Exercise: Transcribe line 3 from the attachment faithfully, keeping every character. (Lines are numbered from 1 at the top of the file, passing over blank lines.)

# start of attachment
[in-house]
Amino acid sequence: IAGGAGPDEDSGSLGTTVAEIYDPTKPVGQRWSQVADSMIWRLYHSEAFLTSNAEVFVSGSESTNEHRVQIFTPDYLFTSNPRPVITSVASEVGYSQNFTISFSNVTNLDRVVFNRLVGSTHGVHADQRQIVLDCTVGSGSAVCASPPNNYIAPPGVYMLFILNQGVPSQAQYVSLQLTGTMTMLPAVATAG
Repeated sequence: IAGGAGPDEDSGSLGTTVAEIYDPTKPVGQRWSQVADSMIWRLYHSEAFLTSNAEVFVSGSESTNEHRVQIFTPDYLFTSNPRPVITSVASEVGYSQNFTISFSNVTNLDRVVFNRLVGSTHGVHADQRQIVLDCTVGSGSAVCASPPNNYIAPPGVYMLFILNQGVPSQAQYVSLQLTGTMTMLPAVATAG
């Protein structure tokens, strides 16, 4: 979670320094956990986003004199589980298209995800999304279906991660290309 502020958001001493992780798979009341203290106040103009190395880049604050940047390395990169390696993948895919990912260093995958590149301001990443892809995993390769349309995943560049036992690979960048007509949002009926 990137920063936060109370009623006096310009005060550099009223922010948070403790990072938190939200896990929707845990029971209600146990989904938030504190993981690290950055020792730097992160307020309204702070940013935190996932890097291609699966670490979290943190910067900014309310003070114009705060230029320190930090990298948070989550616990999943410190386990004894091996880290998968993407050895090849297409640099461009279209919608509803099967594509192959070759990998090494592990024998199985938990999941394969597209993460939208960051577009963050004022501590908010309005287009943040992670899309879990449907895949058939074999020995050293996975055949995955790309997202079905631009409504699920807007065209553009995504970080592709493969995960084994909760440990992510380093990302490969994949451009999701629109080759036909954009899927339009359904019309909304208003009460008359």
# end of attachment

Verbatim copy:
Repeated sequence: IAGGAGPDEDSGSLGTTVAEIYDPTKPVGQRWSQVADSMIWRLYHSEAFLTSNAEVFVSGSESTNEHRVQIFTPDYLFTSNPRPVITSVASEVGYSQNFTISFSNVTNLDRVVFNRLVGSTHGVHADQRQIVLDCTVGSGSAVCASPPNNYIAPPGVYMLFILNQGVPSQAQYVSLQLTGTMTMLPAVATAG